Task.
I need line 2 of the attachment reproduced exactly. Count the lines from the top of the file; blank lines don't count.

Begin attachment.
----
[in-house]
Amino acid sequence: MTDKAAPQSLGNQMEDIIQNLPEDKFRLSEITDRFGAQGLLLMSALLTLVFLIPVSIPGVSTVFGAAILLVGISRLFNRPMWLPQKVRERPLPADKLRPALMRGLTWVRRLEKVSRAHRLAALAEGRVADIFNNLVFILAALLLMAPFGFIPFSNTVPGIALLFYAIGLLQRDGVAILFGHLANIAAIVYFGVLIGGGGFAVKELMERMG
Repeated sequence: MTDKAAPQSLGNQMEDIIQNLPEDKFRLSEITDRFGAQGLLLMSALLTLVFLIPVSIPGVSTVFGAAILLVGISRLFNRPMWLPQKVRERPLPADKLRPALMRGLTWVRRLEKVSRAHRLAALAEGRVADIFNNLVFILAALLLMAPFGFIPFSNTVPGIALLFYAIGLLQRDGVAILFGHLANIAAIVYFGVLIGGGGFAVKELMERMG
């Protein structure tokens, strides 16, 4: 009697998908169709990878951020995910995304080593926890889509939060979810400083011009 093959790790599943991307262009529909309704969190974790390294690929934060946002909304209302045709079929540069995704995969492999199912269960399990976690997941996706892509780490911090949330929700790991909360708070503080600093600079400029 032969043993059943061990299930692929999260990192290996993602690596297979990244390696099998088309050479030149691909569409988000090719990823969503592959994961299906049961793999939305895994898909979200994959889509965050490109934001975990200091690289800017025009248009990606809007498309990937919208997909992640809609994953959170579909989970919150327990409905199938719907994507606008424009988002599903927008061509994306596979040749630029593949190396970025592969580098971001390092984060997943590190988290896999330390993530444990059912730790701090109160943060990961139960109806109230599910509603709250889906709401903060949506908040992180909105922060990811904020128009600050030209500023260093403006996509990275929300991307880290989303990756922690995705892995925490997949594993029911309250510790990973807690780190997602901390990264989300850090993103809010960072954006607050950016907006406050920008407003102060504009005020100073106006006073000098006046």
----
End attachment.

Amino acid sequence: MTDKAAPQSLGNQMEDIIQNLPEDKFRLSEITDRFGAQGLLLMSALLTLVFLIPVSIPGVSTVFGAAILLVGISRLFNRPMWLPQKVRERPLPADKLRPALMRGLTWVRRLEKVSRAHRLAALAEGRVADIFNNLVFILAALLLMAPFGFIPFSNTVPGIALLFYAIGLLQRDGVAILFGHLANIAAIVYFGVLIGGGGFAVKELMERMG